The Sierra Nevada Corporation’s (SNC) large inflatable LIFE habitat module, designed initially to accommodate astronauts at NASA’s yet-to-be-built Moon-orbiting Gateway project, will be used to construct a full-blown space station, said the company at press conference Wednesday.
For the past few years, many reports have surfaced casting doubt on the longevity of the International Space Station (ISS).
And, last year Axiom Space became the first commercial company to announce it would be constructing its own station in low Earth Orbit that will serve as a home to microgravity experiments, critical space-environment materials testing, and private and professional astronauts alike.
Now, with a space habitat module already under construction, and a spaceplane that is being developed to fly cargo to the International Space Station starting in 2022, SNC said it is going to deploy its own station before the ISS is decommissioned.
"We plan to launch our vehicles to a platform with inflatable modules where both uncrewed and crewed vehicles take people and cargo ... and then return safely to Earth," said Janet Kavandi, a former astronaut and an executive vice president of Sierra Nevada, during the press conference at company facilities in Littleton, Colorado.
SNC received funding from NASA in 2016 to develop a habitat concept and prototype along with five other prominent space industry heavyweights, under the agency’s public-private funding partnerships.
Its progress was showcased a couple of years ago when the company unveiled designs for a 300-cubic-meter living habitat called the Large Inflatable Fabric Environment, or LIFE for short.
SNC plan on using this same design but instead of a lone module, the station will comprise of multiple inflatable habitats the size of a three-story building, that will be connected by hardware.
When assembled the station will consist of sleeping quarters, a laboratory and an Astro Garden® system to provide fresh food within the habitat.
The LIFE habitat will undergo a NASA soft-goods certification this year and the full size ground prototype is in the process of being transferred to the Kennedy Space Center in Florida for further testing on short-and long-term habitation, the firm said in a statement.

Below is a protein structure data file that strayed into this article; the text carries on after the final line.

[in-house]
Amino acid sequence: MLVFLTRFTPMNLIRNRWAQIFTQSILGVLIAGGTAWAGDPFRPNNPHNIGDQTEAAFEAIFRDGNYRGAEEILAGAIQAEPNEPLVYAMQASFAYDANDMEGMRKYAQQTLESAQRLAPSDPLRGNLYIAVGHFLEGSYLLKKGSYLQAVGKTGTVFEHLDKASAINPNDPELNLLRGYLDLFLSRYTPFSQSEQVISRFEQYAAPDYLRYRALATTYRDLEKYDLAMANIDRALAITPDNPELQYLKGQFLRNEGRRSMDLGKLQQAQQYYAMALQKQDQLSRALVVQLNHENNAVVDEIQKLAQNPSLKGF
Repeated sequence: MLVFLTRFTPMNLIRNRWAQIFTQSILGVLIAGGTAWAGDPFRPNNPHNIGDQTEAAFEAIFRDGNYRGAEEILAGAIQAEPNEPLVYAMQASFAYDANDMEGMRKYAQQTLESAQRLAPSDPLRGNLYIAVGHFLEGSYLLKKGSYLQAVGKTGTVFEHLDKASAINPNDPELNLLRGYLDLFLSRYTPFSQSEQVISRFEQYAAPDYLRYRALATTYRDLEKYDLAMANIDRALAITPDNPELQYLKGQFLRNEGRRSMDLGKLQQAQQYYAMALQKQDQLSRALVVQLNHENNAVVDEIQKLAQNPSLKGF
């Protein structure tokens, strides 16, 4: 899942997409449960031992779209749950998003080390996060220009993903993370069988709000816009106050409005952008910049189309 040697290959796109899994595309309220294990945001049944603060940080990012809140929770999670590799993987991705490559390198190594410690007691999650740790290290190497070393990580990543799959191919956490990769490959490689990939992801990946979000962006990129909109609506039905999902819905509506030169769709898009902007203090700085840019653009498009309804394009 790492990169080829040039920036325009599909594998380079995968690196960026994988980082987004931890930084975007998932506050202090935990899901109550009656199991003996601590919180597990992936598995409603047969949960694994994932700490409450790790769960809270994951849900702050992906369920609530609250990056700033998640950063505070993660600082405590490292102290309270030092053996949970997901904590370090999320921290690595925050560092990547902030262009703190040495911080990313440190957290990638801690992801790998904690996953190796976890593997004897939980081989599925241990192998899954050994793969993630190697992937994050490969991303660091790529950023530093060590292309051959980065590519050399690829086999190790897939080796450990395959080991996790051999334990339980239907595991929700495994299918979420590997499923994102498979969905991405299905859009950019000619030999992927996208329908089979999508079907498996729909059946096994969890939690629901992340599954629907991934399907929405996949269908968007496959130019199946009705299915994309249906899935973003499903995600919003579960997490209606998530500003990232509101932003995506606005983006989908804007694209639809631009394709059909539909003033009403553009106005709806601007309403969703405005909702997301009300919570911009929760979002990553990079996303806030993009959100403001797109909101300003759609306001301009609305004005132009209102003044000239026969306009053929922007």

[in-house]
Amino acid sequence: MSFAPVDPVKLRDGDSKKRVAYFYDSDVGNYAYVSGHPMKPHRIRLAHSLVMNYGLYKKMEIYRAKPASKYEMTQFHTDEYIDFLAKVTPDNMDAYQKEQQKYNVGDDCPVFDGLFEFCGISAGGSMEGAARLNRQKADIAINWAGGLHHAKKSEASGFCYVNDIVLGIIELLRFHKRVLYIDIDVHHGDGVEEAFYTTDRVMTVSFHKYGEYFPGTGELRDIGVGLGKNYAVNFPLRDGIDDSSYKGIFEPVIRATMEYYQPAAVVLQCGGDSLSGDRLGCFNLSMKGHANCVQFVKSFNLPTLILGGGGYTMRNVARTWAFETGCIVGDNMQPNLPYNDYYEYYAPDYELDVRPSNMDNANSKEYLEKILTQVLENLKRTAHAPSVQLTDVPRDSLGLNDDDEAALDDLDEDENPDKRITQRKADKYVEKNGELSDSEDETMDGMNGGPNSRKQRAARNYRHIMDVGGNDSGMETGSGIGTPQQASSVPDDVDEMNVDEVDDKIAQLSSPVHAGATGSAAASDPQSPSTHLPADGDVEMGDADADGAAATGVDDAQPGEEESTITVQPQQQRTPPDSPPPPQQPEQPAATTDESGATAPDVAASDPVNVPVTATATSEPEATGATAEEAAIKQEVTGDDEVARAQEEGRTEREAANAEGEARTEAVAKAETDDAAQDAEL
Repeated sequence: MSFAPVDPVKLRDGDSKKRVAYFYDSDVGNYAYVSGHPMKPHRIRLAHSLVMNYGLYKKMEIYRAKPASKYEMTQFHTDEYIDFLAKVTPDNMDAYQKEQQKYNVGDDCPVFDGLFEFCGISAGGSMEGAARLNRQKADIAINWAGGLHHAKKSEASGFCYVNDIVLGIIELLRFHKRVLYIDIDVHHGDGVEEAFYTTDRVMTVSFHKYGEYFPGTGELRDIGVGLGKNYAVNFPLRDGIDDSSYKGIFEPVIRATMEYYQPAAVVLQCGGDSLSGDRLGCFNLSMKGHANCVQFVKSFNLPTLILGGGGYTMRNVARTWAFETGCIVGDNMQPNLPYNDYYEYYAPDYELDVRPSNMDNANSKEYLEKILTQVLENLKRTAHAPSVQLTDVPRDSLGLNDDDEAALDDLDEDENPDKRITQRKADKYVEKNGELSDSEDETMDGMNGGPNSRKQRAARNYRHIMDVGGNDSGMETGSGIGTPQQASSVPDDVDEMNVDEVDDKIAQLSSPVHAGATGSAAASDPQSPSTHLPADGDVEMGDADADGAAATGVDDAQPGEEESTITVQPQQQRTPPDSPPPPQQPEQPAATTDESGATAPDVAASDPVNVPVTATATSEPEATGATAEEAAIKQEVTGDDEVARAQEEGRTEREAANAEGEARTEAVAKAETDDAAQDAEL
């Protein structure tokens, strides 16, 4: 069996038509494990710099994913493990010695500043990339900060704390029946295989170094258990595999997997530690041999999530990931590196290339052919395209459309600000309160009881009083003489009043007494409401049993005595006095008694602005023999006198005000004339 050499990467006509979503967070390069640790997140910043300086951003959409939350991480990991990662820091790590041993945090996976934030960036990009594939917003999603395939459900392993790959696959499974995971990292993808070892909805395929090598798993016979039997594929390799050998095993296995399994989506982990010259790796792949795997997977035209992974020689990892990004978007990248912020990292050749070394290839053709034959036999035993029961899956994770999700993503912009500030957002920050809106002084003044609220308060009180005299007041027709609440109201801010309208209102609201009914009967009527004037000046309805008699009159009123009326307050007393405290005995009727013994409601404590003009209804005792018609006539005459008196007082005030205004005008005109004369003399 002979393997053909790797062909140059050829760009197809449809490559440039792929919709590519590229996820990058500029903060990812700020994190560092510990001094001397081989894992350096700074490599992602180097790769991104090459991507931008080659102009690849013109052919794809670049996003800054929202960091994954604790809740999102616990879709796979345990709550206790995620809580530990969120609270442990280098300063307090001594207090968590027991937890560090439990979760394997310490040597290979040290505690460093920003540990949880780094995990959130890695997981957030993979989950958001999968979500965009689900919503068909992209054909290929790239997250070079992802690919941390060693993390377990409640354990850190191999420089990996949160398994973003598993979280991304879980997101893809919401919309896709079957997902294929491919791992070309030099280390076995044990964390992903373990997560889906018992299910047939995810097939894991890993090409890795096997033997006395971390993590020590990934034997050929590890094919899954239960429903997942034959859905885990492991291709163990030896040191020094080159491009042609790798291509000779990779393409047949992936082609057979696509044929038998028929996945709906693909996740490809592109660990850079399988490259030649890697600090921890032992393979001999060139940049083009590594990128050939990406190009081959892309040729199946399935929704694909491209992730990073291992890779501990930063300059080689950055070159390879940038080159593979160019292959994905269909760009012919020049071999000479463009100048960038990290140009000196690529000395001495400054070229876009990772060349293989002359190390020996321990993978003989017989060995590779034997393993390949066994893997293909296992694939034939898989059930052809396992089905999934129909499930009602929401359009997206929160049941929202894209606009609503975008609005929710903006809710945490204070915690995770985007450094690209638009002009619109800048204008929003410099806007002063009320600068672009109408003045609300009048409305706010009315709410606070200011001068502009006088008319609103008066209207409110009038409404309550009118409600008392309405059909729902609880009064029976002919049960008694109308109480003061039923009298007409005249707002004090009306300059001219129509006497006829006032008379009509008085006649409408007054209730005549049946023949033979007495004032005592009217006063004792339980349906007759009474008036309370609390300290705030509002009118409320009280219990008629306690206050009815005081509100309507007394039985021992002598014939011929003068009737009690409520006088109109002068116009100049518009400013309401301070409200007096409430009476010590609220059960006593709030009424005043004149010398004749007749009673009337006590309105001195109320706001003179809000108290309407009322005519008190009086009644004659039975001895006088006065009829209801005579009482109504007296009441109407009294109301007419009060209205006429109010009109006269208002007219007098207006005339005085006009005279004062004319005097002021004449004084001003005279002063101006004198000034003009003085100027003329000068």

The company’s reusable, multi-mission space utility vehicle, Dream Chaser, is key to the endeavour. As well as shuttling private astronauts to and from the outpost, it can serve as the only vehicle capable of rescuing astronauts from space destinations and returning them to Earth via a safe and speedy runway landing, SNC add.
“There is no scalable space travel industry without a spaceplane,” said SNC’s Chairwoman and owner Eren Ozmen. “Dream Chaser and its runway landing offer the scalable, preferred solution for humans and science in support of a vibrant LEO economy.”
The innovative space company did not disclose any figures surrounding the cost for building the outpost, but hinted that it would be a small fraction of the $100 billion plus spent on the International Space Station. It would also be more roomy said John Ross, Sierra Nevada's vice president of development.
“NASA has asked private industry to come to the table with alternatives to the International Space Station,” Kavandi said. “SNC intends to lead in LEO commercialisation, building on NASA’s efforts to date and welcoming additional public and private partners worldwide.”
These preliminary design reviews of potential orbiting stations have been requested by 2025, but "we believe that we could get up there much quicker,” Ross said.
"On a single launch, we could get all the elements that we need for an initial capability of six people in orbit. So that's incredible - to be able to do on a single launch," he added.